LOS ANGELES — Hollyhock House, architect Frank Lloyd Wright’s 1921 modernist creation at Barnsdall Art Park in East Hollywood, was named a UNESCO World Heritage site July 7, the first time modern American architecture has been recognized by the United Nations cultural organization.
The Hollyhock site is among eight works by Wright that shared the designation. The others are Unity Temple (1909, Oak Park, Illinois), the Frederick C. Robie House (1910, Chicago), Taliesin (1911, Spring Green, Wisconsin), the Herbert and Katherine Jacobs House (1937, Madison, Wisconsin), Taliesin West (1938, Scottsdale, Arizona) Fallingwater (1939, Pennsylvania), and the Solomon R. Guggenheim Museum (1959, New York).
“This designation as a UNESCO World Heritage site underscores the significance of Los Angeles’ rich history of modern architecture,” City Councilman Mitch O’Farrell said. “Frank Lloyd Wright’s Hollyhock House is a beloved masterpiece locally, and now a treasure world-wide.”
“The inscription of this nomination marks the first modern architectural cultural property designation not only in California, but the United States. It has been a pleasure working with the Frank Lloyd Wright Building Conservancy and all parties in our efforts to preserve and restore the priceless cultural resources at Barnsdall Art Park — and our work continues.
“We are grateful to the National Park Service for recognizing that our collaboration here at home enhanced this serial nomination,” O’Farrell added.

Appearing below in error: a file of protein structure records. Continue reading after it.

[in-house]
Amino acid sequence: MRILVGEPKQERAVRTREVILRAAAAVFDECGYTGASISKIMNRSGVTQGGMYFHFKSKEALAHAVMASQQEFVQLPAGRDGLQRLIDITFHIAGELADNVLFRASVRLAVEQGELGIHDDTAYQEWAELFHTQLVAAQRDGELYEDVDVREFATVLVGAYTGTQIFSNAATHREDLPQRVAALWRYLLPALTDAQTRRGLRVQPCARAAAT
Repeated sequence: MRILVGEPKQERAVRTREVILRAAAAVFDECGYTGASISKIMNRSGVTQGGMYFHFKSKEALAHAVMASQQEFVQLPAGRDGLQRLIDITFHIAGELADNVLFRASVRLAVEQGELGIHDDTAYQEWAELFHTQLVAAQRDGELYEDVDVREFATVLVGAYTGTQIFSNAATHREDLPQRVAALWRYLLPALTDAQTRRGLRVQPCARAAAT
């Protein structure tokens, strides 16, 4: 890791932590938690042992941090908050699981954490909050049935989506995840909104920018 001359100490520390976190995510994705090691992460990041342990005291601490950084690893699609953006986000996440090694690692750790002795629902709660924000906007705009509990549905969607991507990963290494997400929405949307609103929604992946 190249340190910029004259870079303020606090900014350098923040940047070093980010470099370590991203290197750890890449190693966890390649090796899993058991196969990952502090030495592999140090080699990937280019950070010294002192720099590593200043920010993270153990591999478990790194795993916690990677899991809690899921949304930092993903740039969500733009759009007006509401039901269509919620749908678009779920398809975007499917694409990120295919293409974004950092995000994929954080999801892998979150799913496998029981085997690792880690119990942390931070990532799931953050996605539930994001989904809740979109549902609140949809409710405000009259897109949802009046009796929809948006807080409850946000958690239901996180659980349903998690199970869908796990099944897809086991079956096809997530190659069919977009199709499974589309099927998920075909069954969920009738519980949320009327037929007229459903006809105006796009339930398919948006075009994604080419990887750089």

The building was constructed between 1919 and 1921 for oil heiress Louise Aline Barnsdall, who donated it to the city in 1927. It is now owned by the city of Los Angeles and operated by the Department of Cultural Affairs as part of the art park, which also includes a gallery, theater, and year-round art classes.
The house was reopened to the public in 2015 after a three-year restoration.
The World Heritage Committee announced the new additions to the list at its meeting in Baku, Azerbaijan. The honor does not include any funding for preservation efforts, but will likely result in a higher profile and greater tourist traffic.
“These sites are the best of the best, and who wouldn’t want to part of that club?” said Lynda Waggoner, a former director at Fallingwater, who led the team that submitted the buildings for review. “They hold what is called by UNESCO ‘outstanding universal value’ — value that transcends national borders and is important to all of humanity.”
There are more than 1,000 World Heritage sites around the world, but only 24 in the United States.